uk es it fr pt nl
Anse des Cayes ratings
Quality on a good day: 3.7
Consistency of Surf: 4.0
Difficulty Level: 2.7
Wind and Kite Surfing: 2.5
Crowds: 3.7

Overall: 3.3

See all 18 ratings

Based on 3 votes. Vote


Surf Report Feed

Anse des Cayes Swell Statistics, Autumn: Surf with Light or Offshore Winds

The rose diagram shows only the swells directed at Anse des Cayes that coincided with light winds or offshore conditions through a typical northern hemisphere autumn. It is based on 7252 predictions, one every 3 hours. The direction of the spokes show where quality surf generating swell comes from. Five colours illustrate increasing wave sizes. Blue shows the smallest swells, less that 0.5m (1.5 feet) high. Green and yellow illustrate increasing swell sizes and largest swells greater than >3m (>10ft) are shown in red. In both graphs, the area of any colour is proportional to how often that size swell happens.

The diagram indicates that the prevailing swell direction, shown by the biggest spokes, was NE, whereas the the most common wind blows from the E. The chart at the bottom shows the same thing but without direction information. For example, swells larger than 1.5 feet (0.5m) coincided with good wind conditions 2% of the time, equivalent to 2 days. Open sea swells exceeding >3m (>10ft) are unlikely to arise in a normal northern hemisphere autumn but 1.9% of the time you can expect swell in the range 1.3-2m (4-6.5ft) 1.9%, equivalent to (2 days). Taking into account the ratio of these swells that coincided with forecast offshore winds, and given the fact that Anse des Cayes is slightly protected from open water swells, we estimate that clean surf can be found at Anse des Cayes about 2% of the time and that surf is spoilt by onshore wind 24% of the time. This is means that we expect 24 days with waves in a typical northern hemisphere autumn, of which 2 days should be clean enough to surf.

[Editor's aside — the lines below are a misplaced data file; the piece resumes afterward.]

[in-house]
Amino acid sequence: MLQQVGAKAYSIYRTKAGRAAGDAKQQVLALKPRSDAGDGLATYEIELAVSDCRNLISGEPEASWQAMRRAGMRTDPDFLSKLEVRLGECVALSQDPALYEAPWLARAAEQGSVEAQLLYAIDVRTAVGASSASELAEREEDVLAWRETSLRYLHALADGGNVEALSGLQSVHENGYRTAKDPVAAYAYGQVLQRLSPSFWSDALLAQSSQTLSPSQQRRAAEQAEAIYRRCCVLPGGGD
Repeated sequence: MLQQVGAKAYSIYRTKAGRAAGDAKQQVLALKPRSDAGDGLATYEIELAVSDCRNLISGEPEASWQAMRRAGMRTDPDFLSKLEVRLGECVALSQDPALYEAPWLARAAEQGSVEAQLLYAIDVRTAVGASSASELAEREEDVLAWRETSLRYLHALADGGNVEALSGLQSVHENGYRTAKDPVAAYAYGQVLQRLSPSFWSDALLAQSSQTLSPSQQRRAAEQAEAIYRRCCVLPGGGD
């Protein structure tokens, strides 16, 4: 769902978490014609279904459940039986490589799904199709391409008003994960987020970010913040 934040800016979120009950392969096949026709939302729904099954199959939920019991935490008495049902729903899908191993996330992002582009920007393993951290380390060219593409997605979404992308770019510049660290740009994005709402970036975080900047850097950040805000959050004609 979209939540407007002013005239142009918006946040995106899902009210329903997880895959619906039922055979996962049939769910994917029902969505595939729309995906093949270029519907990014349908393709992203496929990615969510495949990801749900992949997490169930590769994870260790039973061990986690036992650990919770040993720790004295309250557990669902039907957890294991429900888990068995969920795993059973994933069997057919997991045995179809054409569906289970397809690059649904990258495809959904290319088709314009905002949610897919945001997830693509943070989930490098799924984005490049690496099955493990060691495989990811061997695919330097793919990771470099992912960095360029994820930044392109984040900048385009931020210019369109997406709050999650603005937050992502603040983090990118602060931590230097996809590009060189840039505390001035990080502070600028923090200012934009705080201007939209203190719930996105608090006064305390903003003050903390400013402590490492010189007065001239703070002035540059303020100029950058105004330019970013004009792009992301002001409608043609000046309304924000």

IMPORTANT: Beta version feature! Swell heights are open water values from NWW3. There is no attempt to model near-shore effects. Coastal wave heights will generally be less, especially if the break does not have unobstructed exposure to the open ocean.